I suppose there's some fun in reading on to find out what twisty language and hidden meanings the prophecy will turn out to be using, but that's kind of a thin, distant pleasure, isn't it? Like doing a really old crossword puzzle.

Where does this expectation of prophecy come from? Tolkien didn't make a big deal of prophecies in Lord of the Rings, as best I recall. There was the business of the sword that is broken, but that was more of a sad song than a directive. David Eddings used a prophecy extensively, but in a rather more unusual way, by making the prophecy a character of sorts.
Maybe if I had read lots of Big Fat Fantasy aka Extruded Fantasy Product I'd have a better idea of the origins and requirements of prophecy in fantasy. Maybe I'd even see the point of it.
But the next time I see a query that uses the word 'prophecy', I'd be thrilled beyond words if it turned out that the prophecy was false or mistaken, or referred to something else entirely. Or was a trap set up by the Evil Overlord.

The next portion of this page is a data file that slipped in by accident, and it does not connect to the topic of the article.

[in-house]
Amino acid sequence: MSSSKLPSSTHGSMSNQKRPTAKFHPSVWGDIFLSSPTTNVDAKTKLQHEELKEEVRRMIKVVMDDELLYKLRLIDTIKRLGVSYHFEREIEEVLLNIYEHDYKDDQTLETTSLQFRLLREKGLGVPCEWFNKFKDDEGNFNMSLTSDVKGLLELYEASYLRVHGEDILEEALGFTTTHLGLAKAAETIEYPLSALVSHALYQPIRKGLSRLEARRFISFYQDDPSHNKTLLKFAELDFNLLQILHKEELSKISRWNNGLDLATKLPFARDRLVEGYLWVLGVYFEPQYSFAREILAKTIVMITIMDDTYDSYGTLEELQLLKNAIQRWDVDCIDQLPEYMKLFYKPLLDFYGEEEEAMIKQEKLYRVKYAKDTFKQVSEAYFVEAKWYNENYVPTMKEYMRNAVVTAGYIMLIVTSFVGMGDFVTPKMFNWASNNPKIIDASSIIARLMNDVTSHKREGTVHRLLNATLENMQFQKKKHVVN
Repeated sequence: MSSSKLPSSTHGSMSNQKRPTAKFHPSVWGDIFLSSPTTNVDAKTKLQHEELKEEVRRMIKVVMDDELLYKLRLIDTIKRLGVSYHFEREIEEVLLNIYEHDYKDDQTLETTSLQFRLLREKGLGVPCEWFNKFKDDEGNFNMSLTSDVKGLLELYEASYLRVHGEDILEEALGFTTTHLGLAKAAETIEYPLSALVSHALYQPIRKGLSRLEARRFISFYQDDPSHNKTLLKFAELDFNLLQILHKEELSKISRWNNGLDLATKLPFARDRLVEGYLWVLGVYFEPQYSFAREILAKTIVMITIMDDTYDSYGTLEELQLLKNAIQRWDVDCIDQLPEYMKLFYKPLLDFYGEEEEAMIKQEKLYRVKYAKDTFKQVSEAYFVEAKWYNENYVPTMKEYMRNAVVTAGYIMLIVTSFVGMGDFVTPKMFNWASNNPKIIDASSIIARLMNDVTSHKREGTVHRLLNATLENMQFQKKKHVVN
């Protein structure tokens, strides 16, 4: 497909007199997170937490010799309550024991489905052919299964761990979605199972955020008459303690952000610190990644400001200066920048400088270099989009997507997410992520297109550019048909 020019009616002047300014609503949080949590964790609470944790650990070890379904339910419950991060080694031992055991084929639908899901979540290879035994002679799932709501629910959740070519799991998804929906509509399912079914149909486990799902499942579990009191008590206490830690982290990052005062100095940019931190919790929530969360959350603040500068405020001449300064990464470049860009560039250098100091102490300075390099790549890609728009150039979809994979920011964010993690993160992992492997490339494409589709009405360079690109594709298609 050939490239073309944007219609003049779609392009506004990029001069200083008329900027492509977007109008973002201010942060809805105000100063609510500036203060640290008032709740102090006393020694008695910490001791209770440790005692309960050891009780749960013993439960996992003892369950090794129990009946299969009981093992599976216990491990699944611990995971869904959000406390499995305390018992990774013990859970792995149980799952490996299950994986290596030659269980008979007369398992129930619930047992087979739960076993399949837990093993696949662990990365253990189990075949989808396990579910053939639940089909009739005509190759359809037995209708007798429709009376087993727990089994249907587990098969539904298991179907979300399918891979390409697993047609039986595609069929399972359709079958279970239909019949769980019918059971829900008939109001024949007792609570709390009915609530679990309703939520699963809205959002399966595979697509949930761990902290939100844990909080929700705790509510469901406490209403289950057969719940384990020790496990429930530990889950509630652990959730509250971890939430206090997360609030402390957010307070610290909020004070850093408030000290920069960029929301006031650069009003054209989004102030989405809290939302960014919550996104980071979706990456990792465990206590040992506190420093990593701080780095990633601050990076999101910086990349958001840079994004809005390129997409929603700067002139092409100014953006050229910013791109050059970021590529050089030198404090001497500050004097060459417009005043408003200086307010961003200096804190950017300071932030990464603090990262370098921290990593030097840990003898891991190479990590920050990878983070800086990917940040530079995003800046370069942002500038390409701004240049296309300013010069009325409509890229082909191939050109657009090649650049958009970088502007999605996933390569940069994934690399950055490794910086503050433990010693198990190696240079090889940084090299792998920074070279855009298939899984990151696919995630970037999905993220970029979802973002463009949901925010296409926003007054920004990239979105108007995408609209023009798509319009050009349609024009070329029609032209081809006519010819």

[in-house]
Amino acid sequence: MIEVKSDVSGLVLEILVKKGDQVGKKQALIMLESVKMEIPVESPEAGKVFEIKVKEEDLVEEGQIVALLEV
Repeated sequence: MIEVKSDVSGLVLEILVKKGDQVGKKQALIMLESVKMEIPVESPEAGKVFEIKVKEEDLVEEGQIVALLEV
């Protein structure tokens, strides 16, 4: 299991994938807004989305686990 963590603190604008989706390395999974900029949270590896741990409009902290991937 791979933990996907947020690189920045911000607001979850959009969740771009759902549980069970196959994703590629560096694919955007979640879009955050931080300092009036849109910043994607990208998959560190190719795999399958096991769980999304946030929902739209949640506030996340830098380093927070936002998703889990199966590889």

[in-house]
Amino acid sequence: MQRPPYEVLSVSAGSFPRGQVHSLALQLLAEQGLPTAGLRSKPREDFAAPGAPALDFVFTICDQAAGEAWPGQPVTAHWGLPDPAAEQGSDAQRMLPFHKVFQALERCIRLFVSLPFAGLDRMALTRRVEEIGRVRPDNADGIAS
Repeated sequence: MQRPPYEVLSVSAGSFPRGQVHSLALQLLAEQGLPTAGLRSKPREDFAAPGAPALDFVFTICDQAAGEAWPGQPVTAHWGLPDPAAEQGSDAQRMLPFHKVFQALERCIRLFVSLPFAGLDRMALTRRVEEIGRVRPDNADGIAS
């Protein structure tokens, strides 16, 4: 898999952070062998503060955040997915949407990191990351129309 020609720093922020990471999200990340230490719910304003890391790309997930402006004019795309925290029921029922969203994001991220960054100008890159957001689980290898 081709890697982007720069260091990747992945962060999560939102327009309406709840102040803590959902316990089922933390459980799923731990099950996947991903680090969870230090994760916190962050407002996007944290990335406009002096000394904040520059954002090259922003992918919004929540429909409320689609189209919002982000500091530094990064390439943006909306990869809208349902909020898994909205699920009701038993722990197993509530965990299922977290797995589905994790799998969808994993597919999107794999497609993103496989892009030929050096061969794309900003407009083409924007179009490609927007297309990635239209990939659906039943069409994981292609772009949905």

Or, heck, was just misinterpreted several times, so that everyone thought it had already been fulfilled. How many different historic events have Nostradamus's prophecies been refitted to?
After all, if Mr. Camping can get his doomsday prophecy wrong, why should Seers, Dreams, Runes and Omens always get it right?

Monday, May 16, 2011

writerly fussing

Thing I learned recently.
Battles are like forests, in the struggle to establish and describe the same bloody things all the time (trees and explosions) without either continually repeating oneself or, alternatively, looking as if one has shaken the thesaurus out over the scenery.
The historical Battle of Newburn was fought and lost between dawn and afternoon. It took me three bloody days to finish writing one character's experiences in it. Gaaah. Anyway, done! Then the retreat after it, which dropped said character into a nest of Northumbrian witches, to improve his education. (Wherein the writer is beset by doubts that this expansion is unbalancing the novel...)

I swear, action scenes are the hardest for me, like wading through molasses. Dialogue? Dead easy. Description, I'm not crazy about, but it can be knocked off in under three sentences usually. Openings of stories, no big deal. Action? A constant struggle.

In other news, I've hit the stage in this work where I become convinced that I've lost the voice, and that everything I'm adding is written in an utterly flat and modern style that will jar the hypothetical reader entirely out of the story.